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Joe Biden Will Address Ted Kennedy’s 'Greatest Regret' On Health Care

Democratic presidential candidate former Vice President Joe Biden speaks during an event about affordable healthcare at the Lancaster Recreation Center on June 25, 2020 in Lancaster, Pennsylvania. Biden met with families who have benefited from the Affordable Care Act and made remarks on his plan for affordable healthcare. (Joshua Roberts/Getty Images)
Democratic presidential candidate former Vice President Joe Biden speaks during an event about affordable healthcare at the Lancaster Recreation Center on June 25, 2020 in Lancaster, Pennsylvania. Biden met with families who have benefited from the Affordable Care Act and made remarks on his plan for affordable healthcare. (Joshua Roberts/Getty Images)

History is made by actions taken — and by those left undone. Sen. Edward Kennedy died on this day 11 years ago, having left a legacy as  “one of the greatest legislators of all time.” Yet he forfeited by inaction the chance to achieve perhaps his signature legislative passion.

The Massachusetts senator often said his greatest regret was failing to work with President Nixon when the latter proposed massively expanding private health insurance, along with federal subsidies for the poor to buy it. Teddy wanted the government to be the nation’s single-payer for health care, and he bowed to labor allies urging him to hold out for a new administration and a better deal. But when the next Democratic president, Jimmy Carter, proposed reforming and extending private insurance, Kennedy blocked that, too (in Carter’s bitter view, to deny the president a triumph as Kennedy geared up to challenge him for the 1980 nomination).

It was left to Barack Obama to move the country toward the goal of national health coverage that eluded every president since FDR. Eleven years after Kennedy’s passing, Joe Biden has wisely chosen to compromise where his late Senate colleague would not. If Biden wins this November and can pass his health plan, he will carry us to the edge of the end zone of universal coverage.

As COVID-19 exposes what epidemiologist Yvette Cozier calls the “glass jaw” of our hole-riddled health system — and as Donald Trump’s only contribution to health coverage is to seek its diminishment — this will be one of the defining issues of the campaign, just as it dominated the 2018 midterms and handed the U.S. House to the Democrats.

President Richard Nixon is greeted by Sen. Edward Kennedy, (D-Mass.), upon arrival at Andrews Air Force Base, August 3, 1969. (Getty Images)
President Richard Nixon is greeted by Sen. Edward Kennedy, (D-Mass.), upon arrival at Andrews Air Force Base, August 3, 1969. (Getty Images)

Health care aside, Kennedy was renowned for deft legislative compromises with opponents. Biden busily channeled that conciliatory streak after claiming the Democratic nomination, borrowing ideas from Elizabeth Warren and  Bernie Sanders for his platform. He stuck to his guns in rejecting those candidates’ Medicare for All scheme, but appropriately so, since his own blueprint for health care reform already embraced the compromises Kennedy, by his own lights, foolishly rejected with Nixon.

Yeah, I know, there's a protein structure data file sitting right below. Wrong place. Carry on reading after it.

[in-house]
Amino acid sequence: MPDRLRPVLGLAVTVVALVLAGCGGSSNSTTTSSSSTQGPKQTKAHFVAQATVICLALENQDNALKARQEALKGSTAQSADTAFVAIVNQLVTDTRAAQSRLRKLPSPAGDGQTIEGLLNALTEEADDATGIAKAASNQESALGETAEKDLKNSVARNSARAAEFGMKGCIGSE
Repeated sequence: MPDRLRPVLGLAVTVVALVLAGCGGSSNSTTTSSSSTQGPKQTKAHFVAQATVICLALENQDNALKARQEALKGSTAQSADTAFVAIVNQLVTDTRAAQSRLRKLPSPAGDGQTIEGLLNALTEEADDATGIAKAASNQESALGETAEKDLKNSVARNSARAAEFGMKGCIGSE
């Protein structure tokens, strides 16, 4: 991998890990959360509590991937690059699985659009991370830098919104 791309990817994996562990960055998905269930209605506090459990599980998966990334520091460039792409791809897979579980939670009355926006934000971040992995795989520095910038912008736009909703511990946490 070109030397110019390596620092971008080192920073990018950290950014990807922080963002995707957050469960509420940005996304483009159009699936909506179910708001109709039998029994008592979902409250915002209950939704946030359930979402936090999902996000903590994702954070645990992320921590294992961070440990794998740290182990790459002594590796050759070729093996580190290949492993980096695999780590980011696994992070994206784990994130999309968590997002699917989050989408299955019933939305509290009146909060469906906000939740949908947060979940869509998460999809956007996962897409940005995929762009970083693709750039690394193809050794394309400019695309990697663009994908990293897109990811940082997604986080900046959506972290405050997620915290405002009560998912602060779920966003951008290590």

Biden’s plan would bolster Obamacare with a public option: a government insurance plan that would be sold on the online exchanges Obamacare created to market private plans. The public option would automatically enroll certain uninsured people while also being open to the many Americans who get their insurance through work. As several nations achieve affordable, universal coverage by blending private insurance with government regulation and subsidies, the Biden plan builds on experience. At least one conservative economist endorses the public option concept.

His campaign reckons that his plan would result in health coverage of a record 97 percent of Americans. That’s one of many numbers conveying important truths in this debate. For example, Trump seeks to decapitate Obamacare amid more than 170,000 American deaths from the pandemic. And before the Supreme Court permitted states to reject Obamacare’s expansion of Medicaid, the state-federal health program for the poor, research showed thousands of lives saved in states embracing said expansion. Those that didn’t lead the Atlantic to ask, “Did Supreme Court Chief Justice John Roberts kill almost 16,000 people?”

That hypothetical health care bill was the one that got away and haunted Kennedy, who otherwise was a one-man factory of progressive legislation during his long political career.

Yet numbers, while important, lack the compelling humanity of a face and body tethered to medical technology, which is why activist and Lou Gehrig’s disease patient Ady Barkan made such a powerful statement as a speaker at last week’s Democratic convention. Barkan supports Medicare for All and Biden doesn’t, but the former shares the latter’s wisdom about compromise. “We must elect Joe Biden,” he told the convention. “Each of us must be a hero for our communities, for our country, and then, with a compassionate and intelligent president, we must act together and put on his desk a bill that guarantees us all the health care we deserve.”

That hypothetical health care bill was the one that got away and haunted Kennedy, who otherwise was a one-man factory of progressive legislation during his long political career. Had he flexed his usual conciliatory muscles with Nixon, who knows whether more Americans today might face illness without the gnawing anxiety that the cost of medical care is out of reach.

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Rich Barlow Cognoscenti contributor
Rich Barlow writes for BU Today, Boston University's news website.

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